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A prospective study of child maltreatment and self-injurious behavior in a community sample.
Dev Psychopathol 2008; 20(2):651-71DP

Abstract

In conjunction with prospective ratings of child maltreatment (i.e., sexual abuse, physical abuse, and physical neglect) and measures of dissociation and somatization, this study examined prospective pathways between child maltreatment and nonsuicidal, direct self-injurious behavior (SIB; e.g., cutting, burning, self-hitting). Ongoing participants in the Minnesota Longitudinal Study of Parents and Children (N = 164; 83 males, 81 females) completed a semistructured interview about SIB when they were 26 years old. SIB emerged as a heterogeneous and prominent phenomenon in this low-income, mixed-gender, community sample. Child sexual abuse predicted recurrent injuring (i.e., three or more events; n = 13), whereas child physical abuse appeared more salient for intermittent injuring (i.e., one to two events; n = 13). Moreover, these relations appeared largely independent of risk factors that have been associated with child maltreatment and/or SIB, including child cognitive ability, socioeconomic status, maternal life stress, familial disruption, and childhood exposure to partner violence. Dissociation and somatization were related to SIB and, to a lesser degree, child maltreatment. However, only dissociation emerged as a significant mediator of the observed relation between child sexual abuse and recurrent SIB. The findings are discussed within a developmental psychopathology framework in which SIB is viewed as a compensatory regulatory strategy in posttraumatic adaptation.

Authors+Show Affiliations

Department of Psychology, University of California, 2320 Olmsted Hall, Riverside, CA 92521, USA. tuppett.yates@ucr.eduNo affiliation info availableNo affiliation info available

Pub Type(s)

Journal Article
Research Support, N.I.H., Extramural
Research Support, U.S. Gov't, Non-P.H.S.

Language

eng

PubMed ID

18423099

Citation

Yates, Tuppett M., et al. "A Prospective Study of Child Maltreatment and Self-injurious Behavior in a Community Sample." Development and Psychopathology, vol. 20, no. 2, 2008, pp. 651-71.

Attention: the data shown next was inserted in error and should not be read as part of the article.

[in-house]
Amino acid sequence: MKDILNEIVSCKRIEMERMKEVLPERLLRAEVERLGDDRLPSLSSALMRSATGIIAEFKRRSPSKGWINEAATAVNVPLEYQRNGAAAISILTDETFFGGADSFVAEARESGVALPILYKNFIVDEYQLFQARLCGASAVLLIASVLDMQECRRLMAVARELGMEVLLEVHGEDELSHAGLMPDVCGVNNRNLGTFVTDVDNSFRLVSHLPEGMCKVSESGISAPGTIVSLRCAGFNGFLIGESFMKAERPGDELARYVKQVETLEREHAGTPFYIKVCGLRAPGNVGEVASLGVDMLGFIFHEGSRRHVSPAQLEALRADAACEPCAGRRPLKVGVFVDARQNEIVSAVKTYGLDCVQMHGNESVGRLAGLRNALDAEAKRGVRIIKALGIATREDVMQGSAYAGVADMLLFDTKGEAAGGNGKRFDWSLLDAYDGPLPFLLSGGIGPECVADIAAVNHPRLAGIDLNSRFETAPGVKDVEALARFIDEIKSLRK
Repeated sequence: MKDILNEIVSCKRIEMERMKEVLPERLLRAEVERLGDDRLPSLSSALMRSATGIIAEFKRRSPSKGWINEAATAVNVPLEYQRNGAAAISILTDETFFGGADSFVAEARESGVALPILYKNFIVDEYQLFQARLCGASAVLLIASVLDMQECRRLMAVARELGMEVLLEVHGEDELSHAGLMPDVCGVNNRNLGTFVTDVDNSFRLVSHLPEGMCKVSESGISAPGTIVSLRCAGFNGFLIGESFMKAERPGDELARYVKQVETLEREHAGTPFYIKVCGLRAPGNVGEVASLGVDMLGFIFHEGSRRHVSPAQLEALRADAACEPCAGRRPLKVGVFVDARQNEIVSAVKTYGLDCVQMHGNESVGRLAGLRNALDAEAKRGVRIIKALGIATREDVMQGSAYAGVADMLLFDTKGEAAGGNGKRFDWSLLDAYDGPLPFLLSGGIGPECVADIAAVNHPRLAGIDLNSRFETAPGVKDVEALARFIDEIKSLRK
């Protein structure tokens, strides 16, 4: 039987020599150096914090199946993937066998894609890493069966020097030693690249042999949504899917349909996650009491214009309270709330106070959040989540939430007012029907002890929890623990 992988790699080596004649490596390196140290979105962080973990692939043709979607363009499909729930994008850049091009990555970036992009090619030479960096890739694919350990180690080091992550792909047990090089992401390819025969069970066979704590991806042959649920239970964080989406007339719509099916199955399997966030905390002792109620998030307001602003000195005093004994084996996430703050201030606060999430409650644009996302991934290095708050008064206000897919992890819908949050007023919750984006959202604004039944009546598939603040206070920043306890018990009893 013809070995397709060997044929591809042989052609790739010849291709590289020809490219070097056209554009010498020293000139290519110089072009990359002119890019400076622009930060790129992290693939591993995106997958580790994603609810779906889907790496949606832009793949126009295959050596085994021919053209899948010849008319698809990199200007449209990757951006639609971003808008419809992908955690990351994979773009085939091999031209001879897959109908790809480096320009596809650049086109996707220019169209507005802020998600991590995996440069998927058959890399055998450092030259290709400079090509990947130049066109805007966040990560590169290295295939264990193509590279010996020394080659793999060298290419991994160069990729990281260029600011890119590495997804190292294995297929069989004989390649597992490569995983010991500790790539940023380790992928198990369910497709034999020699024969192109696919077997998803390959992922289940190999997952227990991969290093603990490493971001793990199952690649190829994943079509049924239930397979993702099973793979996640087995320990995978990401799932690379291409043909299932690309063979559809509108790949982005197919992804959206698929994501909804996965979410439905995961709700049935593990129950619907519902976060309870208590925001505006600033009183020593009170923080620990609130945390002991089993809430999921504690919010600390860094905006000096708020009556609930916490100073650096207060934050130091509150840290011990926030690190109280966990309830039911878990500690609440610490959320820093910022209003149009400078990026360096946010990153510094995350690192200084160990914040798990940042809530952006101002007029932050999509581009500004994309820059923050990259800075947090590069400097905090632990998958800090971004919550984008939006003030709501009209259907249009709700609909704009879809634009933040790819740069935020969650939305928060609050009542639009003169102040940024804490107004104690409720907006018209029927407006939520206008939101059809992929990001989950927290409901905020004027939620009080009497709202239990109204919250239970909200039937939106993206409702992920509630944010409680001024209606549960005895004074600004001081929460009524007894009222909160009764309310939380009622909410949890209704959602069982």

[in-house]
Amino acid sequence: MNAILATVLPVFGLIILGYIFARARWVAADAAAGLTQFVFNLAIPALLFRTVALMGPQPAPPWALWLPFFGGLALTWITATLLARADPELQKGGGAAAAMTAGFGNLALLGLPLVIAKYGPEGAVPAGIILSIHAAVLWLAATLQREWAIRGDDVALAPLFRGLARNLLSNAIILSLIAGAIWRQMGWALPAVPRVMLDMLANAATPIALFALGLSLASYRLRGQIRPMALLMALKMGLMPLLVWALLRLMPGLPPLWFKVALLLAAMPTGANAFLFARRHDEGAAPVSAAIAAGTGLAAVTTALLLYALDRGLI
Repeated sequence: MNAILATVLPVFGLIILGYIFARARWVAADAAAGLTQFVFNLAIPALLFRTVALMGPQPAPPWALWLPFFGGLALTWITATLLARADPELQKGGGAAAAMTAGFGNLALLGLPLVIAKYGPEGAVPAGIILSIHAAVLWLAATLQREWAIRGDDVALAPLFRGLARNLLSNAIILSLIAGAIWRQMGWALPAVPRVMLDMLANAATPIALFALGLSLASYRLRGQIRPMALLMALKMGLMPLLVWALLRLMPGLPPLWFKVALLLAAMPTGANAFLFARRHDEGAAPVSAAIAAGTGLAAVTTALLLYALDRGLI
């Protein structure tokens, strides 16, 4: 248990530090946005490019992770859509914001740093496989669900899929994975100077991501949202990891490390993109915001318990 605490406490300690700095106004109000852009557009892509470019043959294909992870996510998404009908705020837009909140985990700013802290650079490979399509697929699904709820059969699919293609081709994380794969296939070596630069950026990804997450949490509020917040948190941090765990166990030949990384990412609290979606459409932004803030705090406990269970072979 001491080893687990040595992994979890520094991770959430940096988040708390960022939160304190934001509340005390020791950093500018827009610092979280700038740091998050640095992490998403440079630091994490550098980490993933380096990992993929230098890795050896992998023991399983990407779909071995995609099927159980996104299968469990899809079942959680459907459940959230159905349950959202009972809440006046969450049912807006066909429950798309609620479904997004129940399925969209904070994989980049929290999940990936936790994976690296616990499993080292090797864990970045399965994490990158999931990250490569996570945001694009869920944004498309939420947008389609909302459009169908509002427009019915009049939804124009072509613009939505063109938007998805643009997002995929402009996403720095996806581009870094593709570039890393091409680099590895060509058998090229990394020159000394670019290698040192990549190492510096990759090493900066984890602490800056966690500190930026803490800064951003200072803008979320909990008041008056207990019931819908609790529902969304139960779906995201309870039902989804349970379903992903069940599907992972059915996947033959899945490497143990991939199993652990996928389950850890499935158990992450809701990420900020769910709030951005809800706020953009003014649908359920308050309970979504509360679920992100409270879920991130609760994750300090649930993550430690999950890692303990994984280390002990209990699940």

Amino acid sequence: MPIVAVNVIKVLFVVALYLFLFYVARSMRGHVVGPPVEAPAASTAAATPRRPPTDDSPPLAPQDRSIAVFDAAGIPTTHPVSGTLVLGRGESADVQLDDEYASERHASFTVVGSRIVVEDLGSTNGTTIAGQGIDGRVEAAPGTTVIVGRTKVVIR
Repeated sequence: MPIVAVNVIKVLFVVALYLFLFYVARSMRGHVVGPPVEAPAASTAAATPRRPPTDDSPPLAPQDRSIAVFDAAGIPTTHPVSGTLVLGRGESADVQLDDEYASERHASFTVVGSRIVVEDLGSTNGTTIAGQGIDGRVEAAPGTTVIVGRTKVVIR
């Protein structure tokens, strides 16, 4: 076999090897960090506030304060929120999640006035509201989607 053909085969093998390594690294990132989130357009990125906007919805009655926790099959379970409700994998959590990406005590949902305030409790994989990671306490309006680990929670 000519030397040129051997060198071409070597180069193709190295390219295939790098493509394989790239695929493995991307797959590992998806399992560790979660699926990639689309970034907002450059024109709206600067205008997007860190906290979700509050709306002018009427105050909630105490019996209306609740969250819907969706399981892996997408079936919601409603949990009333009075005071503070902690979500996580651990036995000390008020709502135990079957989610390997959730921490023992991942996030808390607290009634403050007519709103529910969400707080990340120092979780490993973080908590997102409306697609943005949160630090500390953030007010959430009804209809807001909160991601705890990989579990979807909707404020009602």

Yates TM, Carlson EA, Egeland B. A prospective study of child maltreatment and self-injurious behavior in a community sample. Dev Psychopathol. 2008;20(2):651-71.
Yates, T. M., Carlson, E. A., & Egeland, B. (2008). A prospective study of child maltreatment and self-injurious behavior in a community sample. Development and Psychopathology, 20(2), pp. 651-71. doi:10.1017/S0954579408000321.
Yates TM, Carlson EA, Egeland B. A Prospective Study of Child Maltreatment and Self-injurious Behavior in a Community Sample. Dev Psychopathol. 2008;20(2):651-71. PubMed PMID: 18423099.
* Article titles in AMA citation format should be in sentence-case
TY - JOUR T1 - A prospective study of child maltreatment and self-injurious behavior in a community sample. AU - Yates,Tuppett M, AU - Carlson,Elizabeth A, AU - Egeland,Byron, PY - 2008/4/22/pubmed PY - 2008/8/23/medline PY - 2008/4/22/entrez SP - 651 EP - 71 JF - Development and psychopathology JO - Dev. Psychopathol. VL - 20 IS - 2 N2 - In conjunction with prospective ratings of child maltreatment (i.e., sexual abuse, physical abuse, and physical neglect) and measures of dissociation and somatization, this study examined prospective pathways between child maltreatment and nonsuicidal, direct self-injurious behavior (SIB; e.g., cutting, burning, self-hitting). Ongoing participants in the Minnesota Longitudinal Study of Parents and Children (N = 164; 83 males, 81 females) completed a semistructured interview about SIB when they were 26 years old. SIB emerged as a heterogeneous and prominent phenomenon in this low-income, mixed-gender, community sample. Child sexual abuse predicted recurrent injuring (i.e., three or more events; n = 13), whereas child physical abuse appeared more salient for intermittent injuring (i.e., one to two events; n = 13). Moreover, these relations appeared largely independent of risk factors that have been associated with child maltreatment and/or SIB, including child cognitive ability, socioeconomic status, maternal life stress, familial disruption, and childhood exposure to partner violence. Dissociation and somatization were related to SIB and, to a lesser degree, child maltreatment. However, only dissociation emerged as a significant mediator of the observed relation between child sexual abuse and recurrent SIB. The findings are discussed within a developmental psychopathology framework in which SIB is viewed as a compensatory regulatory strategy in posttraumatic adaptation. SN - 1469-2198 UR - https://www.unboundmedicine.com/medline/citation/18423099/A_prospective_study_of_child_maltreatment_and_self_injurious_behavior_in_a_community_sample_ L2 - https://www.cambridge.org/core/product/identifier/S0954579408000321/type/journal_article DB - PRIME DP - Unbound Medicine ER -